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wish to see how little the Christian is saved from toil by his being saved from “ the burden and heat of the day ?” consider the Epistle for this Sunday, and the whole chapter of which it is part. It is one of those passages in which St. Paul speaks of himself and his brother labourers in the vineyard; and from this instance you will be able to decide how little Christ has saved those whom He loves from toil and trouble. Christ, we know, is the second Adam, and has restored us to a better paradise. He, for that river which divided into four heads and watered the garden, has given us

a pure river of water of life, clear as crystal, proceeding out of the throne of God and of the Lamb;" and for “every tree of the garden ” of which Adam might eat freely, has He given “the tree of life, which beareth twelve manner of fruits, and yieldeth her fruit every month, and the leaves of the tree are for the healing of the nations." Yet compare the state of Adam in the second chapter of Genesis with that of St. Paul in the ninth chapter of his first Epistle to the Corinthians, and it will be plain that our blessedness under the Gospel is not the removal of labour, but the gift of strength; that the original paradise is not yet restored to us with its repose and security, and that our duties still are not those of Adam innocent, but of Adam fallen.

Adam, for instance, was surrounded by his subject brutes, but had no duties towards them; he was lord of the creation, and they ministered to him. God Almighty brought them to him, and he gave them names; and he was free to accept their homage, or to dispense

1 Rev. xxii. 1, 2.

with it, as pleased him, ranging through the trees of the garden at his will. But what says the blessed Apostle? He makes himself one of those who are even like the brute ox that treadeth out the corn, and only claims that their mouths be not muzzled, but their hire secured to them. He speaks of himself as an Apostle, or one sent unto his brethren; as ministering about holy things; as having necessity laid upon him; and as making himself “servant unto all, that he might gain the more.“And unto the Jews," he says, “I became as a Jew, that I might gain the Jews; to them that are under the law as under the law, that I might gain them that are under the law; to them that are without law, as without law, ... that I might gain them that are without law. To the weak became I as weak, that I might gain the weak: I am made all things to all men, that I might by all means save some.” And Adam, though in a state of quiet and contemplation, was not solitary; for when there was no help meet for him," the Lord God caused a deep sleep to fall on Adam, and he slept; and He took one of his ribs, and closed up the flesh instead thereof; and the rib which the Lord God had taken from man, made He a woman, and brought her unto the man.” But St. Paul tells us that he reversed in his own case this ordinance of God.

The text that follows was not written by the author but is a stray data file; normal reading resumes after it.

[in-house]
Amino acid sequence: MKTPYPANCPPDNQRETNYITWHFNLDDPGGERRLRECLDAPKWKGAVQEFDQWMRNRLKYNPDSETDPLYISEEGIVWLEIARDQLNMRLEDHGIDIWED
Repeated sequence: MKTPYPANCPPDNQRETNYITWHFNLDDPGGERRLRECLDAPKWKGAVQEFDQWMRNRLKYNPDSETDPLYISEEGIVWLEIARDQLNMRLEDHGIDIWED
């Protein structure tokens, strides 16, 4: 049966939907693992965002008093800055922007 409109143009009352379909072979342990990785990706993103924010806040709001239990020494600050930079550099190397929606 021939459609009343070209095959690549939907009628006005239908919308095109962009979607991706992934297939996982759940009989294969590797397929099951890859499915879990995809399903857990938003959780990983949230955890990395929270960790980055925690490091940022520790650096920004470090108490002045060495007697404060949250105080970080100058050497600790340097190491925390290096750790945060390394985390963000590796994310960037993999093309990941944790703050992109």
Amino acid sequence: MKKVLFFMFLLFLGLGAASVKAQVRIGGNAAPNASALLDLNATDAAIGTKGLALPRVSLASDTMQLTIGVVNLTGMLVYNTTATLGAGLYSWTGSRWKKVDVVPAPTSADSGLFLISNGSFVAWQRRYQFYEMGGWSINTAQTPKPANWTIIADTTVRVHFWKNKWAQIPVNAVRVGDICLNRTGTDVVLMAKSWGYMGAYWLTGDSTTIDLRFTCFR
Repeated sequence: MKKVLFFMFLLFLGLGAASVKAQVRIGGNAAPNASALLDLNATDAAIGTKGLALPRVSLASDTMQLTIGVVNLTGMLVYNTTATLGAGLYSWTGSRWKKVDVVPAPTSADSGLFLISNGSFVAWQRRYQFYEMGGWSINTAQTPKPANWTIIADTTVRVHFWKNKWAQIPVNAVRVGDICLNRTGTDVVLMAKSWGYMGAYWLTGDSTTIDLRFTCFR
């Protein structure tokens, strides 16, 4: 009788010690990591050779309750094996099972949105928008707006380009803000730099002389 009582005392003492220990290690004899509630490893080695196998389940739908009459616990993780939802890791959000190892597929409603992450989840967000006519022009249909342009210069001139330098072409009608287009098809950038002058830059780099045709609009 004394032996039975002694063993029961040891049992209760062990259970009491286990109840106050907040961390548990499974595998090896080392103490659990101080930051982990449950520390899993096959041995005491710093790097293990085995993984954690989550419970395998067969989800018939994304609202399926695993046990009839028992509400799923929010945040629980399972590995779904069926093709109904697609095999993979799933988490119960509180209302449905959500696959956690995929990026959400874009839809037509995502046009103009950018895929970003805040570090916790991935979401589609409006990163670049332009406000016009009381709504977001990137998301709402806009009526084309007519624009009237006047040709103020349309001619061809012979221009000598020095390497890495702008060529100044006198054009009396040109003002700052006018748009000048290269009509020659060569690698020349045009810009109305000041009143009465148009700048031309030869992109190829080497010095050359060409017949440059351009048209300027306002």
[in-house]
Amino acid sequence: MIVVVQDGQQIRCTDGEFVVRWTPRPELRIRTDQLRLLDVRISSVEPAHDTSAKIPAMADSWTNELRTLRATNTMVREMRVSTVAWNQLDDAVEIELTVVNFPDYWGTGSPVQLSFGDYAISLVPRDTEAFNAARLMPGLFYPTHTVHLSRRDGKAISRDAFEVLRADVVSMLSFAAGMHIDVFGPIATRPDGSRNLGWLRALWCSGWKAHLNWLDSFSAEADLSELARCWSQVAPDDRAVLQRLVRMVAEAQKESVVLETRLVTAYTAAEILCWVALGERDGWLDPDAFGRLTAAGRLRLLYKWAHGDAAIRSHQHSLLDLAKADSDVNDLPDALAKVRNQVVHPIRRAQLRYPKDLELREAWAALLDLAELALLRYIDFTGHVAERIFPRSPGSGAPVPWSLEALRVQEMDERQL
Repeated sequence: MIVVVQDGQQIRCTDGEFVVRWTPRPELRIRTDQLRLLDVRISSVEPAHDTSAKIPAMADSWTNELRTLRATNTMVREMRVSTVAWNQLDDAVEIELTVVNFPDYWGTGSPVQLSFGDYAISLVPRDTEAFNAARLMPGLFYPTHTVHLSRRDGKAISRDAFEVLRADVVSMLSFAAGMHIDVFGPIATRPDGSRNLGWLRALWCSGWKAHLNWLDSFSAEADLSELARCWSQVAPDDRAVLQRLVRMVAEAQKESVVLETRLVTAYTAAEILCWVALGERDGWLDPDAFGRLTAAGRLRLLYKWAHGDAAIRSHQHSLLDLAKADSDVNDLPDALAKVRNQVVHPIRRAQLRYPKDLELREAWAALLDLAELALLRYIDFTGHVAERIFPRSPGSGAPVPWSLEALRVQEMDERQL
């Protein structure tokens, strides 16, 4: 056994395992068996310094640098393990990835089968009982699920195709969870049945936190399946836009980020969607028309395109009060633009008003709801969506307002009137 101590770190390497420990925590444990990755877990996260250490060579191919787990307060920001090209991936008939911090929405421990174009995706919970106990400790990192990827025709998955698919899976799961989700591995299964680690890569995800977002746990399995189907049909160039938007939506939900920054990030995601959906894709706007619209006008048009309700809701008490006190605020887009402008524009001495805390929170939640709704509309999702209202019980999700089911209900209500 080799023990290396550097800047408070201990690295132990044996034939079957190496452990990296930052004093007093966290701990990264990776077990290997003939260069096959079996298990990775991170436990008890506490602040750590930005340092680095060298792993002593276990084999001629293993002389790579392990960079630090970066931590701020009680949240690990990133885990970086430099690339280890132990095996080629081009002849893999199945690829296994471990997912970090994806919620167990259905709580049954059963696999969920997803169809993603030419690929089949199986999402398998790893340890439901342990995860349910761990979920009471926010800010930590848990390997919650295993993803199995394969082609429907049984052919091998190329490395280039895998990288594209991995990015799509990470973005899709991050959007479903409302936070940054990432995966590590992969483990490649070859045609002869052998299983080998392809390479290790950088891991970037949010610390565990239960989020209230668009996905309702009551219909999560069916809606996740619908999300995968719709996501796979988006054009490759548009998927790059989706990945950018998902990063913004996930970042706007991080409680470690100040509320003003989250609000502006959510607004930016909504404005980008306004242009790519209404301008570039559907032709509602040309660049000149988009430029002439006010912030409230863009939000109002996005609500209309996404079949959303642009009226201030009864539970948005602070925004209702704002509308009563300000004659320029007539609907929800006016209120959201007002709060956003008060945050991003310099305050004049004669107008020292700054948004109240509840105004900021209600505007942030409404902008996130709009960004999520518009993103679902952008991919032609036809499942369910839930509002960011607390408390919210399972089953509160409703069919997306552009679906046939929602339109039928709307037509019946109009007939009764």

- Mine answer to them which do examine me is this, Have we not power to eat and to drink? Have we not power to lead about a sister, a wife, as well as other Apostles, and as the brethren of the Lord, and Cephas ?" He might have been as Adam, and he would not be. And Adam's task was to dress the garden, no heavy labour in Eden;

to subdue the ground, which needed not much discipline, but obeyed without effort. But what was St. Paul's culture? what was the ground on which he worked ? and did he treat it gently, or was he severe with it, to bring it into subjection ? Did he indulge in its flowers and fruits, or did he watch against thorns and thistles, and subjugate it in the sweat of his brow? Hear his own account of it: Every man that striveth for the mastery is temperate in all things: now they do it to obtain a corruptible crown, but we an incorruptible. I therefore so run, not as uncertainly; so fight I, not as one that beateth the air: but I keep under my body, and bring it into subjection : lest that by any means, when I have preached to others, I myself should be a castaway." It cannot be said, then, because we have not to bear the burden and the heat of the day, that therefore we have returned to paradise. It is not that our work is lighter, but our strength is greater.